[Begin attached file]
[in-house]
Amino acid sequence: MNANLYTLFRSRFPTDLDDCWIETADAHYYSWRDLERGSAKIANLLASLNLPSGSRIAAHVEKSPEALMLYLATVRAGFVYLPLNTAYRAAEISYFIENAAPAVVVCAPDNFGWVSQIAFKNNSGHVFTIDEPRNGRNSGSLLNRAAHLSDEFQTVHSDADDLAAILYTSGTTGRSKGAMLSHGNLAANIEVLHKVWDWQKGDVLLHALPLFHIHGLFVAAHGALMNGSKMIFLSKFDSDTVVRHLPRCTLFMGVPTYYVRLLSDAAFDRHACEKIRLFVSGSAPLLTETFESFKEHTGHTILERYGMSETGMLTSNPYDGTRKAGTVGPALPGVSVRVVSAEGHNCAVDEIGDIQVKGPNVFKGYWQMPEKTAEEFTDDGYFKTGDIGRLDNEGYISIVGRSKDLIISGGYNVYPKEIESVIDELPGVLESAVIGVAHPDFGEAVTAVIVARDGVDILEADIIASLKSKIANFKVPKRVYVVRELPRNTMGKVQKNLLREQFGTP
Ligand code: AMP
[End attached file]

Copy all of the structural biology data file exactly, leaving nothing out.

[in-house]
Amino acid sequence: MNANLYTLFRSRFPTDLDDCWIETADAHYYSWRDLERGSAKIANLLASLNLPSGSRIAAHVEKSPEALMLYLATVRAGFVYLPLNTAYRAAEISYFIENAAPAVVVCAPDNFGWVSQIAFKNNSGHVFTIDEPRNGRNSGSLLNRAAHLSDEFQTVHSDADDLAAILYTSGTTGRSKGAMLSHGNLAANIEVLHKVWDWQKGDVLLHALPLFHIHGLFVAAHGALMNGSKMIFLSKFDSDTVVRHLPRCTLFMGVPTYYVRLLSDAAFDRHACEKIRLFVSGSAPLLTETFESFKEHTGHTILERYGMSETGMLTSNPYDGTRKAGTVGPALPGVSVRVVSAEGHNCAVDEIGDIQVKGPNVFKGYWQMPEKTAEEFTDDGYFKTGDIGRLDNEGYISIVGRSKDLIISGGYNVYPKEIESVIDELPGVLESAVIGVAHPDFGEAVTAVIVARDGVDILEADIIASLKSKIANFKVPKRVYVVRELPRNTMGKVQKNLLREQFGTP
Ligand code: AMP